Before taking action Warden Jenkins sought the opinion of several of his advisors based on their observations, information, experience and knowledge of present and past behavior of prisoners. In a case involving an emergency where prison officials followed a similar procedure this approach was approved.
Under these (emergency) circumstances, the administration was fully justified in relying in part on the personal assessments of corrections officers and administrators who had personal knowledge of each inmate, where as here, each step in the procedure required a group decision. The impact of individual prejudices was thus minimized.
Similarly, the inmate's reputation in the institution was properly taken into account. I see no reason why prison inmates should escape their reputations any more than other people do. Carlo v. Gunter, 392 F. Supp. 871 (D.Mass.1975) at p. 878, aff. 520 F.2d 1293 (1st Cir. 1975).
Thus defendants followed an acceptable practice by taking emergency measures and following up with investigations or hearings.
Plaintiff also criticizes the procedure used in the classification hearing held August 13, 1975. It is well established that prison disciplinary hearings are required to meet some due process standards. Wolff v. McDonnell, 418 U.S. 539, 94 S. Ct. 2963, 41 L. Ed. 2d 935 (1974). However, the due process standards required in non-disciplinary classification proceedings or proceedings resulting in confinement in another institution of greater security or a more restricted area within the same institution is not so well settled. In the late 1960's and early 1970's as courts abandoned the traditional hands off policy, uncertainty developed as to several aspects of prison administration including this area. The United States Court of Appeals (First Circuit) took the initiative in extending due process rights to prisoners in inter-prison and intra-prison transfers.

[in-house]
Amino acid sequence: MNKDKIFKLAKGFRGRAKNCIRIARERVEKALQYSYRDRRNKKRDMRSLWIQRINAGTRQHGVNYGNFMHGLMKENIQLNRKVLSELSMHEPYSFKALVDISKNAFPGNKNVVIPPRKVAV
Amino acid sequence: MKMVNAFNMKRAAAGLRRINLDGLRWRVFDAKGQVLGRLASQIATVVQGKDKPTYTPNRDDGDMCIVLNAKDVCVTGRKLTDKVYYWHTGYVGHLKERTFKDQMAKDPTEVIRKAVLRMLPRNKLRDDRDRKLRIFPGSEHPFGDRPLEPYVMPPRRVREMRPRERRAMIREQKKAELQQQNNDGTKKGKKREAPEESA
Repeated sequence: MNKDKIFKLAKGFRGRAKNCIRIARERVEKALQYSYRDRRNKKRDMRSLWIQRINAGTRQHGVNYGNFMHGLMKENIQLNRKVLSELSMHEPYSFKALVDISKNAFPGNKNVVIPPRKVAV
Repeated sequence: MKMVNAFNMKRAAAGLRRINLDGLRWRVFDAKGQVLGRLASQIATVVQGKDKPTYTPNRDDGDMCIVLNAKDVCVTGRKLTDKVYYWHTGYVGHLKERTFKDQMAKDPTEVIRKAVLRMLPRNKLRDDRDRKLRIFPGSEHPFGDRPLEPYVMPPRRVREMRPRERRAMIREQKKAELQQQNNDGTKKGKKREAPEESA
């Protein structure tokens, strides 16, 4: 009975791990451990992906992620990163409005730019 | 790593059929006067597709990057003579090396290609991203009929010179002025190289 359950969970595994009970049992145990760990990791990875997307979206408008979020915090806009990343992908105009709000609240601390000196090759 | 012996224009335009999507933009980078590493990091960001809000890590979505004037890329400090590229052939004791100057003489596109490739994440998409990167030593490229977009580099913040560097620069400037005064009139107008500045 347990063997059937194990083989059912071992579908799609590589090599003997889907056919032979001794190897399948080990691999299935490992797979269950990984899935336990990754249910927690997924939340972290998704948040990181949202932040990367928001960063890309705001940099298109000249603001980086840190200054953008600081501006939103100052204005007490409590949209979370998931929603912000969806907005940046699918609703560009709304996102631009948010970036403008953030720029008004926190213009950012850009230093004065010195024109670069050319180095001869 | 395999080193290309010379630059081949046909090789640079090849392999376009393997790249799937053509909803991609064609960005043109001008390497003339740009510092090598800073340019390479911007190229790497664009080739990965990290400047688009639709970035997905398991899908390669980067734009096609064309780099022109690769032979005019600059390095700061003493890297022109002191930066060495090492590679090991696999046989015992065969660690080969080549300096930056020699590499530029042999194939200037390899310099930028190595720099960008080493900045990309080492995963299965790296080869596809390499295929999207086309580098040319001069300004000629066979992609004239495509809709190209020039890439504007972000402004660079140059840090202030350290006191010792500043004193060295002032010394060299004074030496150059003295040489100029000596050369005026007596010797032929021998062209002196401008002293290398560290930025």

The First Circuit attempted to establish transfer to another institution of higher security status, Meachum v. Fano, 387 F. Supp. 664 (D.Mass.1975), affirmed 520 F.2d 374 (1st Cir. 1975), reversed 427 U.S. 215, 96 S. Ct. 2532, 49 L. Ed. 2d 451 (1976), and classification to a more secure portion of the same facility, Carlo v. Gunter, supra, as a grievous loss and requiring due process. *348 However, since that time the authority of prison officials in this area has been clarified and strengthened. The United States Supreme Court reversed the First Circuit holding in Meachum v. Fano, and while the First Circuit holding in Carlo v. Gunter has not been specifically reversed, the Supreme Court ruling in Meachum undercut their findings:
In a case significant in its factual similarity to the instant matter, Carlo v. Gunter, 392 F. Supp. 871 (D.Mass.1975), vacated 520 F.2d 1293 (1st Cir. 1975), the circuit court attached little significance to the fact that the "transfers" occurred within a single institution, Id., at 1296, and, relying upon its earlier holding in Fano v. Meachum, 520 F.2d 374 (1st Cir. 1975), concluded that due process required a hearing where a transfer resulted in more stringent conditions of confinement. The subsequent reversal of Meachum suggests that Carlo and the instant plaintiffs have no right to a hearing at all. Hodge v. Klein, 421 F. Supp. 1224 at p. 1232 (D.N.J.1976).
Other courts have ruled that the classification process should not be equated with disciplinary proceedings for purposes of due process. Craig v. Hocker, 405 F. Supp. 656 (D.Nev.1975).
In Carlo unlike this case there was apparently a total lack of a hearing or any sort of due process. While the court approved the method by which the inmates were selected for potential classification, it questioned the method of reclassification:
The deficiency in the procedure was that adverse aspects of the inmate's record and unfavorable comments by prison staff were considered out of the inmate's presence. He had no opportunity to refute, rebut or explain them. This must be counted a serious deficiency.